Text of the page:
RESPA is a federal law regulating certain aspects of the settlement procedure and closing a transaction on real estate. The law was designed to protect consumers who buy houses. The Department of Housing and Urban Development (HUD) runs RESPA.
Essentially, RESPA requires that buyers be given certain information disclosure or at various points during the procurement process, and outlaw bribes that would increase costs and closing arrangement.
RESPA applies to most mortgage loans taken for purchasing houses. When you apply for a mortgage loan, the lender must give you some information about various real estate-related services, good faith estimate (GFE) of the amount for settlement charges you will face if your loan is approved, and a Declaration on Disclosure Services to the Mortgage, which is directed either to the lender trying to service the loan or transfer it to another, as well as procedures for resolving complaints you may have about it. Lenders have to give this information at the time of loan application, or mail within three days upon request. With the exception of the case where the lender accepts your loan application within three days; as in this case, it is not required that the lender complies with the provisions of RESPA.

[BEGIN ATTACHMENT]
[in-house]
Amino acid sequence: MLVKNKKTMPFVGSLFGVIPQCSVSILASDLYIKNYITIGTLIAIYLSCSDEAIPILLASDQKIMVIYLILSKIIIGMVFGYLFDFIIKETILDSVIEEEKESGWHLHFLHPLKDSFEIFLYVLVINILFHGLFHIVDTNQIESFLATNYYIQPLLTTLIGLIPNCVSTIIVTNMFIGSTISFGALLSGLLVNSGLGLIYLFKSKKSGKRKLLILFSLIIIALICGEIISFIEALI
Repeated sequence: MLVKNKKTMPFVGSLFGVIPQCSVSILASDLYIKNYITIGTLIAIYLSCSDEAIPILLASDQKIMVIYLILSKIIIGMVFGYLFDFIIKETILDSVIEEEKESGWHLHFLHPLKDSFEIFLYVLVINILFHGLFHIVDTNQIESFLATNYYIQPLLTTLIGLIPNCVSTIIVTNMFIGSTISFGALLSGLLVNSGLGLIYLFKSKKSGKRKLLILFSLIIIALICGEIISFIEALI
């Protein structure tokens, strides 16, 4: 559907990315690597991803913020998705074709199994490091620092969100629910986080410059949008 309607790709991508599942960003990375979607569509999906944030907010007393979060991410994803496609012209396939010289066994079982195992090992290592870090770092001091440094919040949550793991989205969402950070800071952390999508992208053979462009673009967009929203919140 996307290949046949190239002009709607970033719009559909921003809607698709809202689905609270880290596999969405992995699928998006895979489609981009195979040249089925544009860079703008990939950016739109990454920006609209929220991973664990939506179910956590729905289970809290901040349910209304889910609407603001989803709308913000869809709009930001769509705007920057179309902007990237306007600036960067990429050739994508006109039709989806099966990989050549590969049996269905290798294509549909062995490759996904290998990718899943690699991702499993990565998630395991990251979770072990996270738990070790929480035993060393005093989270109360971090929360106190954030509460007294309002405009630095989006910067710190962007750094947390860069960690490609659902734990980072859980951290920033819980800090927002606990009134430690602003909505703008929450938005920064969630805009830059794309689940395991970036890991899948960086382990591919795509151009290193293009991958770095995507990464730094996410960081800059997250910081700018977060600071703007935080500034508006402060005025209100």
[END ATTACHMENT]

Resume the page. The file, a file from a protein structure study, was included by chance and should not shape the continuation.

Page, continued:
A lender must also make certain disclosures before the arrangement and/or closure occurs. RESPA requires that you receive a Declaration on the HUD-1 Settlement duly completed, at least one day before closing. This document sets out all charges will apply to both the buyer and seller at the time of closing. RESPA also orders you receive a Release Affiliated Business Arrangement prior arrangement, if the provider has taken turns with a provider who has any kind of business arrangements.
Furthermore, in addition to the Declaration on the Settlement HUD-1 RESPA also offers you receive an Initial Declaration of Trust in the settlement or within 45 days, to expose the estimated property taxes and insurance premiums you will cover during the first year of the loan. This declaration must also contain the total amount of payments from the trust that you will do as well as any minimum amount required by the lender to stay in your escrow account at all times.
Following the settlement of your loan, RESPA imposes an obligation to give an Annual Declaration of Trust which provides a detailed account of all payments and deposits into your escrow account to lenders. At that time, it will return any excess payments or will be required to cover any outstanding escrow account. You are also entitled to a Declaration on Transfer Services at any time your lender sells or otherwise transfer your loan to another company.
Finally, RESPA prohibits any bribe, fee-splitting, or other unearned fees that might unfairly increase the costs of your arrangement. Violations of these provisions can lead to both civil and criminal penalties.